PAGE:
WhiskyBMJ 2003; 327 doi: https://doi.org/10.1136/bmj.327.7410.325-c (Published 07 August 2003) Cite this as: BMJ 2003;327:325
It is a matter of common observation that during the last few decades the use of whisky as a beverage in place of beer and wine has increased enormously in England, and that among the British in India it has to a great extent replaced brandy, which used to be foundation of most pegs. We do not at present propose to inquire how this change has been brought about, nor to attempt to estimate the degree of the responsibility which should be accepted by the medical profession in the change, but it will be admitted that the change of habit cannot be without practical interest to medical men who are often invited to approve the use of whisky as a less harmful alcoholic beverage than others formerly in more general use. This change in habit has been accompanied by a change in the mode of manufacture of the spirit sold as whisky so considerable, that whereas years ago 70 per cent. was malt whisky and 30 per cent. grain or patent spirit, now the proportions are reversed.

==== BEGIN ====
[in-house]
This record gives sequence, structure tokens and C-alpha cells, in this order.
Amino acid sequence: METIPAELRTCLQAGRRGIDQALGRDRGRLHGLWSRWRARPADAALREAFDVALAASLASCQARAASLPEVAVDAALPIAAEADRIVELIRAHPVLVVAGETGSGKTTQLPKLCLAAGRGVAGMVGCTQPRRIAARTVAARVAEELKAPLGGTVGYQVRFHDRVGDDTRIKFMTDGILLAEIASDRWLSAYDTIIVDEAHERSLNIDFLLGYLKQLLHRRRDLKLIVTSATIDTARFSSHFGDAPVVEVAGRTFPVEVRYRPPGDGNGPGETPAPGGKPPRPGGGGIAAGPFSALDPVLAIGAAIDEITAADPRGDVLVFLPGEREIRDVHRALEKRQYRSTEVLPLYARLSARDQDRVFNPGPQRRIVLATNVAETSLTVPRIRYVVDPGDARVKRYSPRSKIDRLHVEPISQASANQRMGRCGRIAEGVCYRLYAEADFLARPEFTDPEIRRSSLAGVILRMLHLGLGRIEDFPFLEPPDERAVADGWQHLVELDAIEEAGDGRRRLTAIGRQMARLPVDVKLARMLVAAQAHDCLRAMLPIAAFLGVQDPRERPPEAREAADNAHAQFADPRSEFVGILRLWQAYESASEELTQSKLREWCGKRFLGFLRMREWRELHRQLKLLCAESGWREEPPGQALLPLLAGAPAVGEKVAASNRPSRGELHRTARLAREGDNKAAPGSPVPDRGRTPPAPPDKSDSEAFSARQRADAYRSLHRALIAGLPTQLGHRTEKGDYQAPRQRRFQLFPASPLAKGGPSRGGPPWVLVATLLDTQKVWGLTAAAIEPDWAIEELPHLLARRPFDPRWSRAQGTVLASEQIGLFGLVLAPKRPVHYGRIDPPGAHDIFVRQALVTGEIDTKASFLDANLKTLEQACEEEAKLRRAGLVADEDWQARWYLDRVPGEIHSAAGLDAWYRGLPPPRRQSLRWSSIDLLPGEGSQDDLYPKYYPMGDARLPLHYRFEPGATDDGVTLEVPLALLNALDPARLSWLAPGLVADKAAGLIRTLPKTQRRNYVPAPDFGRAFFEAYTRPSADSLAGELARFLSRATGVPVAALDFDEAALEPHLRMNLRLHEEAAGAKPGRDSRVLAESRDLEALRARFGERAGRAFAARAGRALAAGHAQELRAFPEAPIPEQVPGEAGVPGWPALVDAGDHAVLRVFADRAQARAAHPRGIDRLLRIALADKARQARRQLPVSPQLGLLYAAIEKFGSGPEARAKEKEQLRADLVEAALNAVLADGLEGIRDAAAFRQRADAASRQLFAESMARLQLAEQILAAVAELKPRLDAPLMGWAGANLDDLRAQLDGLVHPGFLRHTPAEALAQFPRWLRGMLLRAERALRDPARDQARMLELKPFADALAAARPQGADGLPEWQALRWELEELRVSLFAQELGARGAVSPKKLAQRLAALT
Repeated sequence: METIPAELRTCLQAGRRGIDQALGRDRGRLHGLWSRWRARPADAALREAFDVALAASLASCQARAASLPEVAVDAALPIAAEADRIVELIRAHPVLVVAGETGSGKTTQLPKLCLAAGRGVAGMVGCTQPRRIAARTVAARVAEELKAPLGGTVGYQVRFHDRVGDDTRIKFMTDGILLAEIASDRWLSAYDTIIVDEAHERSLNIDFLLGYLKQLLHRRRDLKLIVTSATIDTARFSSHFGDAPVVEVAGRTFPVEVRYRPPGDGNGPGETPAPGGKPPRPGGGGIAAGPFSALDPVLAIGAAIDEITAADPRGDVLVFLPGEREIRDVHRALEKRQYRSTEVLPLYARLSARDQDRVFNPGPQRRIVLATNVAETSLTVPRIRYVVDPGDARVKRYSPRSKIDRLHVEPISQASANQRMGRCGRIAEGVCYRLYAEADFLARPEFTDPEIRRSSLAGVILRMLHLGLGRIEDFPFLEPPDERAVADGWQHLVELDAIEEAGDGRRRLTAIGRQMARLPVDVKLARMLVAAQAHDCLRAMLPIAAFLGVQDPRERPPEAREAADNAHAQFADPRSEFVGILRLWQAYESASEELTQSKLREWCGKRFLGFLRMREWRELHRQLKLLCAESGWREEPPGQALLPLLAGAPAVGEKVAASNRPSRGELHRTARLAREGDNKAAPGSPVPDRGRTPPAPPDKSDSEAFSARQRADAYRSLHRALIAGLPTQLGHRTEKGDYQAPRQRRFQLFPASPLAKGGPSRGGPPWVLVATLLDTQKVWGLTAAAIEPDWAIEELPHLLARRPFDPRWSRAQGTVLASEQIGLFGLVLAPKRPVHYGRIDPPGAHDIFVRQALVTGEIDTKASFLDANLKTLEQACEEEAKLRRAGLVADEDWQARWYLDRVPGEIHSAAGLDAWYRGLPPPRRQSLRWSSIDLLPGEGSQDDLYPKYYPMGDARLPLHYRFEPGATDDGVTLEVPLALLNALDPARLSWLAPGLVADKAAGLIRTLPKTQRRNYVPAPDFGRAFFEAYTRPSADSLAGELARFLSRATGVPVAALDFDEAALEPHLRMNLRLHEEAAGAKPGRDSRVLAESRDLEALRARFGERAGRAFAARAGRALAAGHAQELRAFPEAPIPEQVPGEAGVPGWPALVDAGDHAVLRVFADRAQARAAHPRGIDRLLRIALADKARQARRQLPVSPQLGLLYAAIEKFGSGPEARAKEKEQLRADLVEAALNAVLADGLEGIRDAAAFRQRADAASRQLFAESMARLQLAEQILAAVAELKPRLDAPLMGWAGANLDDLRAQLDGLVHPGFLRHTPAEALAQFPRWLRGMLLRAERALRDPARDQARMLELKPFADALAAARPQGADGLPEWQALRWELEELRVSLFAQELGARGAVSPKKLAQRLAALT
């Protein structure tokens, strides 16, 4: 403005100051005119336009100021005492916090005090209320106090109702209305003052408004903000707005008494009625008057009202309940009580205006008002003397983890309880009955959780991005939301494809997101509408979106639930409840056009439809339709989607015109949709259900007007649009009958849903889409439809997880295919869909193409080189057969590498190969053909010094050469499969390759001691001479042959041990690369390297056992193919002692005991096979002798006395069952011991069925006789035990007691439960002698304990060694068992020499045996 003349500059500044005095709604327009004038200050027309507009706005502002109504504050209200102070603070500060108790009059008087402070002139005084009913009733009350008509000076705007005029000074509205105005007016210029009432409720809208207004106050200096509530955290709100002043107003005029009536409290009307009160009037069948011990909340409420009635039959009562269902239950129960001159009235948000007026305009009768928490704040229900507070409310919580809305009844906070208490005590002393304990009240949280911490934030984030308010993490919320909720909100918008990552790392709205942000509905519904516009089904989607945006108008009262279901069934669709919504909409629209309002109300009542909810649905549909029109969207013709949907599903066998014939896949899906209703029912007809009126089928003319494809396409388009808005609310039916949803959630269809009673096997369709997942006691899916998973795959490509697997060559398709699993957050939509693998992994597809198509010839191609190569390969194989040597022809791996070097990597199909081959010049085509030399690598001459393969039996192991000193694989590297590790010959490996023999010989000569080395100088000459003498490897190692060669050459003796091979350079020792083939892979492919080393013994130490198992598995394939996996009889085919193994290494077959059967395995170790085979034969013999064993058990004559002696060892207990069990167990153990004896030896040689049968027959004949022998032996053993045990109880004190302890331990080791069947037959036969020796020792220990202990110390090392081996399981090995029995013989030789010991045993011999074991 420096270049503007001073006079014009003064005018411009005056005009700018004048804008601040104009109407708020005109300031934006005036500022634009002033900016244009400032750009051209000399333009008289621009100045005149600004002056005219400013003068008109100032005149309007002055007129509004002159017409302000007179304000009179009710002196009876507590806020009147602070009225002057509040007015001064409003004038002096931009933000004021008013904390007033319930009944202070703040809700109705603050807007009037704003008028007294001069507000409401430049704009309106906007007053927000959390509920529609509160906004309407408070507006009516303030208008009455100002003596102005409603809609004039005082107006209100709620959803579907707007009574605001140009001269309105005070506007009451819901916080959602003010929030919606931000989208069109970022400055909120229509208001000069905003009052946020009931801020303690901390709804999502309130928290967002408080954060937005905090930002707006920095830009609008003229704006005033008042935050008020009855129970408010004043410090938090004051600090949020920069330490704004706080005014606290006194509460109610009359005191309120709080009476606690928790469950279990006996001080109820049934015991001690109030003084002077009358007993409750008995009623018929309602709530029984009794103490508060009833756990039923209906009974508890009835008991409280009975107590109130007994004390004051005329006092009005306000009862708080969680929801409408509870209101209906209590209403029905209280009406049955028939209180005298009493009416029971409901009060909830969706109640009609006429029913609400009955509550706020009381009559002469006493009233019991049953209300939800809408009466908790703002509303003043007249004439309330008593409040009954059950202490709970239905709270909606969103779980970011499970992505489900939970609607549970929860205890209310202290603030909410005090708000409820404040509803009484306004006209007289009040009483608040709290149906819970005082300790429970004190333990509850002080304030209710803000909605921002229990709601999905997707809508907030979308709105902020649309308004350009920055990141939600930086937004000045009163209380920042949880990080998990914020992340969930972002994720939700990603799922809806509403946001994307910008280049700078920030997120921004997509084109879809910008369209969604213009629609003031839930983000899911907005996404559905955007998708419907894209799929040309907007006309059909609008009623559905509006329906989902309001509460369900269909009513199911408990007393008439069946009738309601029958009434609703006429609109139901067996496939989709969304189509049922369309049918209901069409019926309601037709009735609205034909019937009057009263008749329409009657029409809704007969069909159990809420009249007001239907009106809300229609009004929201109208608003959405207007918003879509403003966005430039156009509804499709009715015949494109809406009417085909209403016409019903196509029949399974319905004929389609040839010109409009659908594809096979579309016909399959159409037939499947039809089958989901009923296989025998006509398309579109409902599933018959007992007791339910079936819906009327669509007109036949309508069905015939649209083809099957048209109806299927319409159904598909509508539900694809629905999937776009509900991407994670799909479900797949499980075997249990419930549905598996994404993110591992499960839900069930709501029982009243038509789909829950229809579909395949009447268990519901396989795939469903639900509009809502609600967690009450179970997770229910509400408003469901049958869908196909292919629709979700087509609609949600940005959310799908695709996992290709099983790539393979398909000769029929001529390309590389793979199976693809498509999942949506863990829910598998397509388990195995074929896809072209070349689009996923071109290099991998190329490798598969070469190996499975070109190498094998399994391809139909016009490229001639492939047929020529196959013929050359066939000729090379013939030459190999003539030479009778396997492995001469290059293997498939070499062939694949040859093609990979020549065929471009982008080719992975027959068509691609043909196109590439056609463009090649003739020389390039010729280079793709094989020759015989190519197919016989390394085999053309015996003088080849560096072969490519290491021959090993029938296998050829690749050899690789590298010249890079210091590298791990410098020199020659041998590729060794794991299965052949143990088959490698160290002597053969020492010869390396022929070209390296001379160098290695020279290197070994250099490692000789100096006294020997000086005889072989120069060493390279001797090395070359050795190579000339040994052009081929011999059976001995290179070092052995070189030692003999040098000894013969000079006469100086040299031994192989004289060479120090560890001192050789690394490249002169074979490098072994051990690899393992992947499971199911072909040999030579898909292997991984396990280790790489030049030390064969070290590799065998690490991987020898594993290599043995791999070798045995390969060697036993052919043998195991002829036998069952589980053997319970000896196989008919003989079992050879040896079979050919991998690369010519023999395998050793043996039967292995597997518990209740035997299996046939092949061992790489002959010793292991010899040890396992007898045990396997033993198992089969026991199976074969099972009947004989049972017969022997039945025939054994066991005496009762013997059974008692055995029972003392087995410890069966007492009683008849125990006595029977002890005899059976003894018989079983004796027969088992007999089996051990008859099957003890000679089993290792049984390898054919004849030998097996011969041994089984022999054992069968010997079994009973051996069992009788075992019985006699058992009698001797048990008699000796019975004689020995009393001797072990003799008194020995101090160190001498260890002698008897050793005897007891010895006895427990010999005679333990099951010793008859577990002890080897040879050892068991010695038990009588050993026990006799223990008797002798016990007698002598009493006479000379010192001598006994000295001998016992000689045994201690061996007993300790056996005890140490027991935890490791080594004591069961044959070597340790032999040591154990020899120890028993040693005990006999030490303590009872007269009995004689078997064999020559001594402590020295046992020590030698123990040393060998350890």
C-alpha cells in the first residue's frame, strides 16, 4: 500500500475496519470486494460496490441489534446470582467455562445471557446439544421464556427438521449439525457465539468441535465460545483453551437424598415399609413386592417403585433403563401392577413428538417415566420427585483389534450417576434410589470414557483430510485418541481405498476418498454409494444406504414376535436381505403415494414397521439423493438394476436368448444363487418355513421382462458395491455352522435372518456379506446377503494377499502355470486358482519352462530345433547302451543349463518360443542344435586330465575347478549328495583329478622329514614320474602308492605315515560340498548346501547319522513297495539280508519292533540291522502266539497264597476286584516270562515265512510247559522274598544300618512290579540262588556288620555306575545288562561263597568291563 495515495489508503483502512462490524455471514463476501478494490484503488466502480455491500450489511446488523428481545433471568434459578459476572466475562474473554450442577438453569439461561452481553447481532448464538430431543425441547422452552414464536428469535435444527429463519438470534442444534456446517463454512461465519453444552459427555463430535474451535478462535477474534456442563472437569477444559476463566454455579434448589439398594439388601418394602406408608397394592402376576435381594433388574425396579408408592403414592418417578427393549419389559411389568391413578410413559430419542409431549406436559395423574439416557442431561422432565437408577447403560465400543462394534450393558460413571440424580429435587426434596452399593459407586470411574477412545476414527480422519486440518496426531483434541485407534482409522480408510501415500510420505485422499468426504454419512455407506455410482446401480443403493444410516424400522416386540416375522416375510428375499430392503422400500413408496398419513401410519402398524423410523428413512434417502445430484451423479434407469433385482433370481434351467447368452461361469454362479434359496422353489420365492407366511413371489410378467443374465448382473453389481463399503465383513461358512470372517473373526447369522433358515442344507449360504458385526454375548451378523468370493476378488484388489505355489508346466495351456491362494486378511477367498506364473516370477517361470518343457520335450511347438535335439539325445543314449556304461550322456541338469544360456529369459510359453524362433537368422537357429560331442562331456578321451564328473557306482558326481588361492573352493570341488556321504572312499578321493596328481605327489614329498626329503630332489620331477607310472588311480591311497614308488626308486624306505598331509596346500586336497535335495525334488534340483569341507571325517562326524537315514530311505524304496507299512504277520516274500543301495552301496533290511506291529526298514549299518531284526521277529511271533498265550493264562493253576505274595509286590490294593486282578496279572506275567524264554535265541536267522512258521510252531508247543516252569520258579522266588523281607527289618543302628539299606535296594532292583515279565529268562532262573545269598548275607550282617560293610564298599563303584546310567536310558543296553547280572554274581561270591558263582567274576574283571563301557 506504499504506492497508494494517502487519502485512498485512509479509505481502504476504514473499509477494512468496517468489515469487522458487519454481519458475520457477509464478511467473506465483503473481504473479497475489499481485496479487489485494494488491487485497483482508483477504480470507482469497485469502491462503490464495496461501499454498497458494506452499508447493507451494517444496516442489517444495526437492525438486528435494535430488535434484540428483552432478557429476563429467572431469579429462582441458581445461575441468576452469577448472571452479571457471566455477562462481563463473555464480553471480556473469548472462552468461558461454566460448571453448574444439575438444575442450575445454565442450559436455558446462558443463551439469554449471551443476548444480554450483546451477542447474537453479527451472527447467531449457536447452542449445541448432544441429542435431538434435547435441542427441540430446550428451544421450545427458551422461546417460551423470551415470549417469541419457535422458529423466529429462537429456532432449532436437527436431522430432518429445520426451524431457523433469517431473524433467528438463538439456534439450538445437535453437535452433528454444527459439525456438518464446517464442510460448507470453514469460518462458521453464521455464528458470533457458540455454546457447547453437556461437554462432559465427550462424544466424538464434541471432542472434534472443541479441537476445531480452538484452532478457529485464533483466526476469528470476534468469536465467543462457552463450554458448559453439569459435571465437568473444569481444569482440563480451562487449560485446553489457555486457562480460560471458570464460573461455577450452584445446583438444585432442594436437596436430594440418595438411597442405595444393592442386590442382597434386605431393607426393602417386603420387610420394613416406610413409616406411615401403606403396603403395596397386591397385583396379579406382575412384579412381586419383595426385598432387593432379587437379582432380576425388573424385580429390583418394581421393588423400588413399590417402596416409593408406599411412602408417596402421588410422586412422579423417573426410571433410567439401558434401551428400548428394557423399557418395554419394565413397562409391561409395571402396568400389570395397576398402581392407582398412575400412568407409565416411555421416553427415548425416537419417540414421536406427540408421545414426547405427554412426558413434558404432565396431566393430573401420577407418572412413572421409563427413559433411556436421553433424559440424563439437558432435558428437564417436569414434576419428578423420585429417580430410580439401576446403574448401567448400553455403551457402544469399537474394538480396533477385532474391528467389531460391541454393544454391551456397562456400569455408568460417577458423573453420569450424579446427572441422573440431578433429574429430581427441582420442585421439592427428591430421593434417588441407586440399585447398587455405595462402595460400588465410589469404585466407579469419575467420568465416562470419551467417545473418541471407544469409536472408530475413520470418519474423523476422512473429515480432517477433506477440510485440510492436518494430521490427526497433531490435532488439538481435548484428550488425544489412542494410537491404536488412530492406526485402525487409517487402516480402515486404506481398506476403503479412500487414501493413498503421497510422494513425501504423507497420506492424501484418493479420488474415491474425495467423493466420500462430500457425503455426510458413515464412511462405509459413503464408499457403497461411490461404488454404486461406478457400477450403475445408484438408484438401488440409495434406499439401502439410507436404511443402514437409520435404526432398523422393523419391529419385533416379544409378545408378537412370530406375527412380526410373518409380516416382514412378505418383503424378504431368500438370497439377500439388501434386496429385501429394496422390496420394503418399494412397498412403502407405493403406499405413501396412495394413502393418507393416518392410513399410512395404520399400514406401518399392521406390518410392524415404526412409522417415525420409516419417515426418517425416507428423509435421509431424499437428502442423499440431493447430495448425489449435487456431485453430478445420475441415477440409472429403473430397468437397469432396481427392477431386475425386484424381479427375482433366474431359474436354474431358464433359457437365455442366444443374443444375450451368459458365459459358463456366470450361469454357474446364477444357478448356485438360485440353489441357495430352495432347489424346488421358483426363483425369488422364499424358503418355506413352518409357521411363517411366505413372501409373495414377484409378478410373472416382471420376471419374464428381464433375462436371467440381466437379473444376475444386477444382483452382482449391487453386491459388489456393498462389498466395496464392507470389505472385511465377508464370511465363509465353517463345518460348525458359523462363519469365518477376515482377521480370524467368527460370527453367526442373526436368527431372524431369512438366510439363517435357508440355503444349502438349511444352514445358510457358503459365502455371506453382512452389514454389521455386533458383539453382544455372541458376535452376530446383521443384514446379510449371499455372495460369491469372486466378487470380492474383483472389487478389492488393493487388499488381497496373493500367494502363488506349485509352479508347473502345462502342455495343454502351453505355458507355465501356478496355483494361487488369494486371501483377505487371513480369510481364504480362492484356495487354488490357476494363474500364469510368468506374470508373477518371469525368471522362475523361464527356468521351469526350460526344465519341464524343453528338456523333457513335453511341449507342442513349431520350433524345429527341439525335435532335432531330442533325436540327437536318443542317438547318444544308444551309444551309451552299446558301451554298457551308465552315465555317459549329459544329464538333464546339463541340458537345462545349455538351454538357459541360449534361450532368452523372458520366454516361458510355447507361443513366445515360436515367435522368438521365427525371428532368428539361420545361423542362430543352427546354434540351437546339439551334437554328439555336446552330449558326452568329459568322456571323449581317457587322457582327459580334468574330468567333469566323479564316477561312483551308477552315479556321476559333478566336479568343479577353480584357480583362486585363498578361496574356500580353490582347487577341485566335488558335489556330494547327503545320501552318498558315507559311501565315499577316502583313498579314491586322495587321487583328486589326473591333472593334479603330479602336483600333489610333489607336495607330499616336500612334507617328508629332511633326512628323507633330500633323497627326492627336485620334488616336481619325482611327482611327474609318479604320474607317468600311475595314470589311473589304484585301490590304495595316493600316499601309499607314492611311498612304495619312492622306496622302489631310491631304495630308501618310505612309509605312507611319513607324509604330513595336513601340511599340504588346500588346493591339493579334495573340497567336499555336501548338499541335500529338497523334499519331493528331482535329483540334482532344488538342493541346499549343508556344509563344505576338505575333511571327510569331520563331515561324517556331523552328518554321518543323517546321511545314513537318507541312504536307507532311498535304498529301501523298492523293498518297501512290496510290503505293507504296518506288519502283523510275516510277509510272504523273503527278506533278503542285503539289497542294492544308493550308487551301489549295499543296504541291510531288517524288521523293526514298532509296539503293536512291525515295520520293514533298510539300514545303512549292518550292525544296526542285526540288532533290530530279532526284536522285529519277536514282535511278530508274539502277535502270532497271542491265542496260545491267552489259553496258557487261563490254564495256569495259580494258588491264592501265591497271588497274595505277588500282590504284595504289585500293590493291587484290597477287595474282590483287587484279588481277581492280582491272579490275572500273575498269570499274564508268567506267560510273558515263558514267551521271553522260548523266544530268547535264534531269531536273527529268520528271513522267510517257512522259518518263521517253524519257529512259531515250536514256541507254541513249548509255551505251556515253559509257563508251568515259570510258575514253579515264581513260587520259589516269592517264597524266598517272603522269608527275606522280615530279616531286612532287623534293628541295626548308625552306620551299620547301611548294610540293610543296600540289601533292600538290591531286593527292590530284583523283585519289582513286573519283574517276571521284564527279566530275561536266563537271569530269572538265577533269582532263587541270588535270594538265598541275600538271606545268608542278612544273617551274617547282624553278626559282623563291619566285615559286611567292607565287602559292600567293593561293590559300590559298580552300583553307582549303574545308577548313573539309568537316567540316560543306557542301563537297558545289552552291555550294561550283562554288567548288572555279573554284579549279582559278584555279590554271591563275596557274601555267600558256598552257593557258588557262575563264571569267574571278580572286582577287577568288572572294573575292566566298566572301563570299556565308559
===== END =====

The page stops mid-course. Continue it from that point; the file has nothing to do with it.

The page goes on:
BMJ 1903;ii: 1645